FLOYD COUNTY — This was not Amy Niemeier's first day as Slate Run Elementary School principal. But in some ways, it was.
Niemeier not only welcomed students back to school following summer break, but she also officially opened the new Slate Run Elementary School on Monday morning. Last year, Slate Run students attended school in the old school building of Graceland Baptist Church while their new school was being constructed. While most students dread the first day of school, Slate Run students had plenty of smiles on their faces as they entered the new building.
"I think the quote of the day is from one our third-graders," Niemeier said. "She experienced the old building, the temporary building, and now she's here in the new building. It was 'Thank you so much for this new building. It's amazing.' I think that sums it up."
Students marveled at their colorful, brand new surroundings with delight, Niemeier continued.
"The kids were just so excited from that minute they came off the bus," she said. "Just talking about how cool the school is and how much there is to see. The teachers are saying the classrooms are spacious. The teachers and students have always been phenomenal for more than 50 years here at Slate Run, but now we actually have a building that's going to help enhance that learning."
Not only did the new Slate Run open, but several other renovated buildings in the New Albany Floyd County Consolidated School Corp. opened up to students Monday. One of those was Prosser, which saw additions and improvements to its facilities.
"We have a brand new Slate Run that's opening up this morning. That's really exciting. Prosser is essentially substantially complete. That's really exciting," NAFC Superintendent Brad Snyder said. "We're making great progress on our soccer field for New Albany High School. It's a little behind schedule. Greenville is really going to be a nice improvement. It's a little rough right now, but it's going to get there."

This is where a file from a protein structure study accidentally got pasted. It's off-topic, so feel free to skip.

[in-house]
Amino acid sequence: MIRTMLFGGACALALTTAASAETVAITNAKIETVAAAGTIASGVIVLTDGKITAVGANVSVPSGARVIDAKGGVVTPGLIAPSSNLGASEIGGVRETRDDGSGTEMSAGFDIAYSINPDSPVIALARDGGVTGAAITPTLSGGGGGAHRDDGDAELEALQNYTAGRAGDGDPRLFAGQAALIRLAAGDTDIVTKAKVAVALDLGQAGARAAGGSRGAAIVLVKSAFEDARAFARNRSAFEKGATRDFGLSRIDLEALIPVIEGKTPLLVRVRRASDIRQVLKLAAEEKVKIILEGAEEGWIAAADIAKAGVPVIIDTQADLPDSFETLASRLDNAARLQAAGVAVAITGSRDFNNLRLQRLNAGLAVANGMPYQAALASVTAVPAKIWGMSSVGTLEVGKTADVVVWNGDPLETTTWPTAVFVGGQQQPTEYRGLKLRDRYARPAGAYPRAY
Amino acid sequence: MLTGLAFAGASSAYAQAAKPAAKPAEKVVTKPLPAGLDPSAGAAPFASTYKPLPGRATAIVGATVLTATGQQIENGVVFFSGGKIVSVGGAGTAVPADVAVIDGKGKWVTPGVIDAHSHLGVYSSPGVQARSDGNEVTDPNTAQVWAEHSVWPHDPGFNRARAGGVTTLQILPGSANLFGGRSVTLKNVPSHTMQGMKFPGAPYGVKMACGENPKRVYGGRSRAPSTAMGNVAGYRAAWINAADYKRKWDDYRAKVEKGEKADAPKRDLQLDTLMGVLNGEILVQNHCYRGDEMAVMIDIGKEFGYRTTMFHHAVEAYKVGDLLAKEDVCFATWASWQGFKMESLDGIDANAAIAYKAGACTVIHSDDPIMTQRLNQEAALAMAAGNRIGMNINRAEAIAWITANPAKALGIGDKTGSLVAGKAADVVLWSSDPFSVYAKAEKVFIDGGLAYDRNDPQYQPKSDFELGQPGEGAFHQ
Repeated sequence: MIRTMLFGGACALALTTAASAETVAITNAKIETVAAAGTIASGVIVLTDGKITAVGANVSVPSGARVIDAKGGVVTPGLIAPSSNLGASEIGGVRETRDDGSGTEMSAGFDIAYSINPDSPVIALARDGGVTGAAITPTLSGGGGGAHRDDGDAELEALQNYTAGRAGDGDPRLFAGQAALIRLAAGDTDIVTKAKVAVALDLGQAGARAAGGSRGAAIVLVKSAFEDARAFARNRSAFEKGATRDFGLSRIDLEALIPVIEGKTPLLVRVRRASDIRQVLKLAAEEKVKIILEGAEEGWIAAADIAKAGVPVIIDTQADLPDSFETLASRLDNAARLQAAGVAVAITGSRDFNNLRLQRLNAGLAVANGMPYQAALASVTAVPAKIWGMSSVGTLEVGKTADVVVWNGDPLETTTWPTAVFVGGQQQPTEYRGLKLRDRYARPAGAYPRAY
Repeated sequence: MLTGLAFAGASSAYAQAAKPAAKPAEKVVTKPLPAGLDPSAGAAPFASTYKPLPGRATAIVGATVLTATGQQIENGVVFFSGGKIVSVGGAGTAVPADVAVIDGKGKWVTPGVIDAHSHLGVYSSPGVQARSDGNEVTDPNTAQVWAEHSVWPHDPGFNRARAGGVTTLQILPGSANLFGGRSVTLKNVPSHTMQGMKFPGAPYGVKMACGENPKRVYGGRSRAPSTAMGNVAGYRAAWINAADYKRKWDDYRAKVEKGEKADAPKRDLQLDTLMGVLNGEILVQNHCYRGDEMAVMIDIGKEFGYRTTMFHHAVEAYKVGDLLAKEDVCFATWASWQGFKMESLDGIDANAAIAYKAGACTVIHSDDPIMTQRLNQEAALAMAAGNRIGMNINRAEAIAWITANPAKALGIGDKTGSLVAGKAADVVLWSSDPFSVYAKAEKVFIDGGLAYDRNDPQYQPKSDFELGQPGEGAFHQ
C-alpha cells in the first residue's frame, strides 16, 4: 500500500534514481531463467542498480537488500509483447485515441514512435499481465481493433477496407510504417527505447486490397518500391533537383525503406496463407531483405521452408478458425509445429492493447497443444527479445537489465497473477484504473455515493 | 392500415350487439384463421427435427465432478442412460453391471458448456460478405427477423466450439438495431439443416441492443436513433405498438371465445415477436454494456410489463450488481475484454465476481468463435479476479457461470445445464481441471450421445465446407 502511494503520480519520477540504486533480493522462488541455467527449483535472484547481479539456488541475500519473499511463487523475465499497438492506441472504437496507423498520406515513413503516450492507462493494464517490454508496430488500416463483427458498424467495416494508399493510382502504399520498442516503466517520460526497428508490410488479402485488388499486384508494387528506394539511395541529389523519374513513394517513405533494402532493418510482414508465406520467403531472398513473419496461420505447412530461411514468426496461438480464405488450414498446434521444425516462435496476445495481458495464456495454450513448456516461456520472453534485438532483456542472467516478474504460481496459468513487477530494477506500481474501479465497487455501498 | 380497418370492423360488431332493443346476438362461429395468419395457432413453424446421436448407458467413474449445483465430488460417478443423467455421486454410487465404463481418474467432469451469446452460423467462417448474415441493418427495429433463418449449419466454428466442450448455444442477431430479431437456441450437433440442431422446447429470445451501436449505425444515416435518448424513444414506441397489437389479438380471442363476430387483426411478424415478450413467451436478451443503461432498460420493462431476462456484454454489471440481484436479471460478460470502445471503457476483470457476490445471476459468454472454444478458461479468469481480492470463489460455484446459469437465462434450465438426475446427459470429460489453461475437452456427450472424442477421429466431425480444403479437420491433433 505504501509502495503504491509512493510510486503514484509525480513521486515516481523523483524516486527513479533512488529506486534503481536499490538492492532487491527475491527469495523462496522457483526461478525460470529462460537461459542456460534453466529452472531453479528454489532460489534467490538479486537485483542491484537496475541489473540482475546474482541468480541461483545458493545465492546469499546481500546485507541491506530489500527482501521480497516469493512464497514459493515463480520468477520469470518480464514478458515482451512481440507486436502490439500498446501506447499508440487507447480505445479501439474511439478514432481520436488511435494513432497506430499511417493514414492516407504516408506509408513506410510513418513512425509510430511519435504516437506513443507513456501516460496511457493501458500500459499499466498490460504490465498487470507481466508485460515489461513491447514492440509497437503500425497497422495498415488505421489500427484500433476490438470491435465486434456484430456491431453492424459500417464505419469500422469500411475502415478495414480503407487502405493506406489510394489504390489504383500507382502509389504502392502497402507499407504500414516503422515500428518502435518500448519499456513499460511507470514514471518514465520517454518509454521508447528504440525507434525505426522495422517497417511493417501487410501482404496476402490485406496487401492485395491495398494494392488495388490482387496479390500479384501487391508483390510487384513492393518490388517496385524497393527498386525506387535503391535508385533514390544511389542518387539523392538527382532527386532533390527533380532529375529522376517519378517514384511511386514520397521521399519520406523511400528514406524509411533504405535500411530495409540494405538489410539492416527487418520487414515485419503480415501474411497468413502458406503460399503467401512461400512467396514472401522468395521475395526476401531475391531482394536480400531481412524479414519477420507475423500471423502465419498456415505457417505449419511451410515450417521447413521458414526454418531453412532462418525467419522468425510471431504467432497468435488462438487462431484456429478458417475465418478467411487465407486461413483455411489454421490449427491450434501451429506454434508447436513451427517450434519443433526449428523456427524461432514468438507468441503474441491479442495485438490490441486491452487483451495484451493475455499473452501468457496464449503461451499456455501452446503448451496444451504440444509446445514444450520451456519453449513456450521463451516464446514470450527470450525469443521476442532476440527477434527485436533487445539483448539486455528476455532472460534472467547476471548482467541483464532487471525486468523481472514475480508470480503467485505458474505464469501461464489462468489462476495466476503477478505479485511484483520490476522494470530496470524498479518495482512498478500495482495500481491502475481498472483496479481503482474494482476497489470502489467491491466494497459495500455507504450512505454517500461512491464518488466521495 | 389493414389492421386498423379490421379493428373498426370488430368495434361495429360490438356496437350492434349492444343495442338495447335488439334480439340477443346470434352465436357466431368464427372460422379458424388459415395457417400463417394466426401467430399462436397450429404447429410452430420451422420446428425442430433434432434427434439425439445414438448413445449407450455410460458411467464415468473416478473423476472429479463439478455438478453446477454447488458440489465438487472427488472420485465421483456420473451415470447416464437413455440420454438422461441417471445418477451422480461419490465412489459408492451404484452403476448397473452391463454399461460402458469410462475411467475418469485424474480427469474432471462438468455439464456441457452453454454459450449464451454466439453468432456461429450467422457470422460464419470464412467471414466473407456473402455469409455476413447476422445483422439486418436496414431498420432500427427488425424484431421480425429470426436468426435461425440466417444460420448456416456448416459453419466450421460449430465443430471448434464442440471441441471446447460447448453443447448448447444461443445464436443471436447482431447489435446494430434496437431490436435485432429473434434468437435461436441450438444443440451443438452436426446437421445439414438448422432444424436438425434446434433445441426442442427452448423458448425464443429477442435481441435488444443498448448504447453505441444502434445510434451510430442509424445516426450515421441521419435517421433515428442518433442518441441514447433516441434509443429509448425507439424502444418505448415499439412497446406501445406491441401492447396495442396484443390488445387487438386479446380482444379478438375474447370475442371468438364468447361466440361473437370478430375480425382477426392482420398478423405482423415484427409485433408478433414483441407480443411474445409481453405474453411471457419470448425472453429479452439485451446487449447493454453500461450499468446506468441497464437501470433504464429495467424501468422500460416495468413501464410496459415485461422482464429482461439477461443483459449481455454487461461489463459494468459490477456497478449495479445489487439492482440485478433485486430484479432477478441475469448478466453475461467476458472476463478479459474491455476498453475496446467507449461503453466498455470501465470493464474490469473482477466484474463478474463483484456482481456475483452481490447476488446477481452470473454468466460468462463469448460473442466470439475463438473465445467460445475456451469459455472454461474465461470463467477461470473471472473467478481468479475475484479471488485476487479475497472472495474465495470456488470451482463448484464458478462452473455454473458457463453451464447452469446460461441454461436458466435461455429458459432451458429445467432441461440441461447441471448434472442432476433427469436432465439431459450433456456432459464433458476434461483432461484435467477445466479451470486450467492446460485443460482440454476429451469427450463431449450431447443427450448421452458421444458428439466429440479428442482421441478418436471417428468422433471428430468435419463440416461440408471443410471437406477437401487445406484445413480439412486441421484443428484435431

This is Snyder's third year as superintendent and 27th with the corporation. As always, he was excited about the opening of a new school year.
"I'm very pleased," he said. "I think we have a very healthy organization top to bottom. Today's a good example. Everybody's got a clean slate, attitudes are good. Expectations are high. It's just a fun, fun day."
There was plenty of buzz surrounding the opening of Slate Run. The school is 84,000 square feet, and cost around $18 million. It has 22 classrooms along with a media center, cafeteria and gymnasium. But there is something from the old building that made its way to the new one.
"We did take the letters from the original building and incorporate them into the sign that you see right when you walk into the main spine as you enter the building," Niemeier said. "That was one of the favorite things. At first they didn't even realize that it was the original lettering from the original school. [I am] loving that blend of tradition with new. The school does mean so much to the community. There are people who were at first hesitant about us tearing down their school, but now that they've seen what we've accomplished and what it's going to mean for the future, they love it."
Niemeier said the new school has natural light and "there's great color. It's motivating."
"There's great space for large-group instruction and small-group instruction," she said. "It really helped us create an environment where they could teach with current best practices, and we can really meet the kids' different learning styles. We're in a technological society now, so there's a lot of integrated technology."
Snyder said the corporation has two new principals as well as several assistant principals starting new roles this year. This too, he added, brings a heightened level of excitement.
"New names and new faces everywhere you go," he said. "We've got things going on."
— Assistant Editor Chris Morris contributed to this article.